Assessing the relative efficiency of termite sampling methods along a rainfall gradient in African savannas
Janse van Rensburg, B.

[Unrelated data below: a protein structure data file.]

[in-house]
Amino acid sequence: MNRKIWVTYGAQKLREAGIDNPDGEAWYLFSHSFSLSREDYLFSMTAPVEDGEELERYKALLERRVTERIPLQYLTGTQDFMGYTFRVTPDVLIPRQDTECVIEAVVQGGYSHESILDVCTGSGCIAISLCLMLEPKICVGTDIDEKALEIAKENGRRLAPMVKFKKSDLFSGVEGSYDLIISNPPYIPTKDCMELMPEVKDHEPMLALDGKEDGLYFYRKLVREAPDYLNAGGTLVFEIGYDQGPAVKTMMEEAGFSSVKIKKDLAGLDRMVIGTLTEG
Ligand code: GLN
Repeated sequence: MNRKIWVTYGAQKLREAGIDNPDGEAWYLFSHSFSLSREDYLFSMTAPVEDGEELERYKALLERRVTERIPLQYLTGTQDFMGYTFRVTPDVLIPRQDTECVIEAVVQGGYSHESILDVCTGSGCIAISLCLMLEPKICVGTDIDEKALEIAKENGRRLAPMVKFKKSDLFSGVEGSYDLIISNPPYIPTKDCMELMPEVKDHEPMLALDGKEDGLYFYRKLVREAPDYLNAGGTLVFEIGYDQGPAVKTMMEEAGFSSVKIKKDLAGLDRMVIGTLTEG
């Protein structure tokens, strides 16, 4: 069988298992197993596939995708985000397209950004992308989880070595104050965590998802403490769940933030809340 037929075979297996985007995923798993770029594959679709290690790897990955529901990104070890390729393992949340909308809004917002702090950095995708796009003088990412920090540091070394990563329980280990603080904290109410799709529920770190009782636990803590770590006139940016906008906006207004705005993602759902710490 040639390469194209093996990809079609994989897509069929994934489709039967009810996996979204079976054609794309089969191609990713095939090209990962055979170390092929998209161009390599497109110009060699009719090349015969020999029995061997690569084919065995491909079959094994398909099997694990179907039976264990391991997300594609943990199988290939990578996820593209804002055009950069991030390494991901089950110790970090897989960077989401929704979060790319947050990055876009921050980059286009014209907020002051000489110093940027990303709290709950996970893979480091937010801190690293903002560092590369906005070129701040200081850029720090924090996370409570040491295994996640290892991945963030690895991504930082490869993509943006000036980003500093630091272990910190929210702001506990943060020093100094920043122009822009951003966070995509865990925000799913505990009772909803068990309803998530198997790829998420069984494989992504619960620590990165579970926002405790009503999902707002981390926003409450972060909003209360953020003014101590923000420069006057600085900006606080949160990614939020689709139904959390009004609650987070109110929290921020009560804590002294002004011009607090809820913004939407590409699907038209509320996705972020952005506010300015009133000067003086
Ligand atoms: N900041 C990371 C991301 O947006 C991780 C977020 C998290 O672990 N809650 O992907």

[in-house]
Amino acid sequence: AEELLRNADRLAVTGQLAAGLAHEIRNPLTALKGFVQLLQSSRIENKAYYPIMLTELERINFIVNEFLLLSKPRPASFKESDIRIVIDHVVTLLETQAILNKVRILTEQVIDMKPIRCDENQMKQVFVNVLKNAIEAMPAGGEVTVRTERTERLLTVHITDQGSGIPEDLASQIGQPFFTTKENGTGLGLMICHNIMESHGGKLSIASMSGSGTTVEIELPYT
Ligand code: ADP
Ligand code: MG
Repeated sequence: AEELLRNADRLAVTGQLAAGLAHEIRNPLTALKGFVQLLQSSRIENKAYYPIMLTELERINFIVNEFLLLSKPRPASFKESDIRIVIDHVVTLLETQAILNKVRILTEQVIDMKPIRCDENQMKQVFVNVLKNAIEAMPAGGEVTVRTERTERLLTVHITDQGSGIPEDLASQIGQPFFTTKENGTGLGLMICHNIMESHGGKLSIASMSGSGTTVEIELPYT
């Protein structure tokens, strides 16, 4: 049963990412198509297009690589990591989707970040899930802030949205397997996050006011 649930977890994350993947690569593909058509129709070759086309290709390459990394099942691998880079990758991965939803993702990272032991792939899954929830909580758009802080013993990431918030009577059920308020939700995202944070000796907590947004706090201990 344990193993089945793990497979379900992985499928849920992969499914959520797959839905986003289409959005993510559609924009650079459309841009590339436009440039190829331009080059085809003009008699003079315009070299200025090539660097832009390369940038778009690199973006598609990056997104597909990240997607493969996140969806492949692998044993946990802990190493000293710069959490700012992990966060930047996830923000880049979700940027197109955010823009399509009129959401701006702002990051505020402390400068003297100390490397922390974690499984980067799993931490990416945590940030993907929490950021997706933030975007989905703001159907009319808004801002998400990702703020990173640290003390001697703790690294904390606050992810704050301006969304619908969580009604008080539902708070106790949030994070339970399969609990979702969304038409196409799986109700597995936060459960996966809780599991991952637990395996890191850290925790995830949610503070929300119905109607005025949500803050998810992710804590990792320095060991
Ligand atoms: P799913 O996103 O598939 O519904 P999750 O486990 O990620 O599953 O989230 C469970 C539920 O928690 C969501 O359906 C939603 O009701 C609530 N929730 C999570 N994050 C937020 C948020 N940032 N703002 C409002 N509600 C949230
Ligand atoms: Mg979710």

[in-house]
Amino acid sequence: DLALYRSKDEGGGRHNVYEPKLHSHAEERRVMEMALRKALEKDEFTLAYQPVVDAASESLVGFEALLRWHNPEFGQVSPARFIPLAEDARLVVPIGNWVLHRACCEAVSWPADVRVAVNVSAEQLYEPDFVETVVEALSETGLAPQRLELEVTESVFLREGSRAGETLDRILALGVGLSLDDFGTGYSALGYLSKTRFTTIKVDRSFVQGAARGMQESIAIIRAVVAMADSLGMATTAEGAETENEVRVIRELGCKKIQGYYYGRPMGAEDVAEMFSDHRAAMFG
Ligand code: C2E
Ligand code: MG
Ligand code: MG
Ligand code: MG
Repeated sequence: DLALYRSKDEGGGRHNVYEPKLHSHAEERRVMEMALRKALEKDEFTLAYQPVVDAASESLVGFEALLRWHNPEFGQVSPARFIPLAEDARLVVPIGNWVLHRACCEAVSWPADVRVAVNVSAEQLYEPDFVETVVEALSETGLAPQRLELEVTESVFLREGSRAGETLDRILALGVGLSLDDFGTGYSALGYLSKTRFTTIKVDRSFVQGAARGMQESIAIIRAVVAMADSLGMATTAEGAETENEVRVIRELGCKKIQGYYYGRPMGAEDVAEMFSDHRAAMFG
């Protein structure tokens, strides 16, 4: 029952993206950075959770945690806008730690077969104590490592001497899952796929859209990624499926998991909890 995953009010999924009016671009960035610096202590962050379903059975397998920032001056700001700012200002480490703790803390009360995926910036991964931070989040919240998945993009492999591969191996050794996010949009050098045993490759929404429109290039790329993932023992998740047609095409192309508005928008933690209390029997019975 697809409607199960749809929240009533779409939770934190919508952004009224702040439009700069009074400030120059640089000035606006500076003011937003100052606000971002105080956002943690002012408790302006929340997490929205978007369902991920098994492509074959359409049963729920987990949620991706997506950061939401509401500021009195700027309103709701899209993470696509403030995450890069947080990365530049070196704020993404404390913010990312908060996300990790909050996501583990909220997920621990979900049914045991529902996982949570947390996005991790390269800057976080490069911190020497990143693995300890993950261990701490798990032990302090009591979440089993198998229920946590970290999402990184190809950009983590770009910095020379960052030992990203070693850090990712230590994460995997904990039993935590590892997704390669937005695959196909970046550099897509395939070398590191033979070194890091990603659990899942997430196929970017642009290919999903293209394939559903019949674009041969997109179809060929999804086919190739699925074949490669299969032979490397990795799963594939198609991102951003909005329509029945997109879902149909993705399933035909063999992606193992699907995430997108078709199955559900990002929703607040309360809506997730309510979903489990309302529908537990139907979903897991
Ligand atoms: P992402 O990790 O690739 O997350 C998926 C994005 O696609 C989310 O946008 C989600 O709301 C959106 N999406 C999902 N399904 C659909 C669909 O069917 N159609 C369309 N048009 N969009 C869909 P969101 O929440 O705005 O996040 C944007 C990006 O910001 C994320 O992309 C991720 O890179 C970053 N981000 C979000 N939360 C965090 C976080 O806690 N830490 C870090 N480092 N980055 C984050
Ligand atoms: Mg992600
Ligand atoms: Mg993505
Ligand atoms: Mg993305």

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Although termites are ecosystem engineers in tropical and sub-tropical environments, the study of termite ecology is often constrained by sampling difficulties and a lack of established sampling protocols, particularly for savannas. The efficiency and relevance of different methods along climatic gradients, even within a single biome, is largely unknown. Here, we compare the relative contribution of two commonly used sampling methods, cellulose baits and active searching transects, in quantifying savanna termite diversity along a rainfall gradient in South Africa; sampling was conducted during the wet season across four markedly different savanna types. We also assessed the usefulness of different forms of baiting techniques. The relative efficiency of sampling method varied with annual rainfall. In arid savannas, baiting was as effective as active searching transects at sampling termite diversity and we recommend the use of baiting rather due to it being less labor intensive. In savannas of moderately low to intermediate rainfall, baiting and transects sampled different termite species and so both are deemed necessary for an accurate assessment of termite diversity. In contrast, in wetter savannas transects gave a better assessment of diversity, with cellulose baits not contributing much to diversity assessment. The efficiency of baiting techniques differed across the rainfall gradient, with baits needing to be left in the field for a longer period in more arid savannas. We conclude that habitat type, even within a single biome, will determine the sampling method or methods necessary to quantify termite diversity accurately.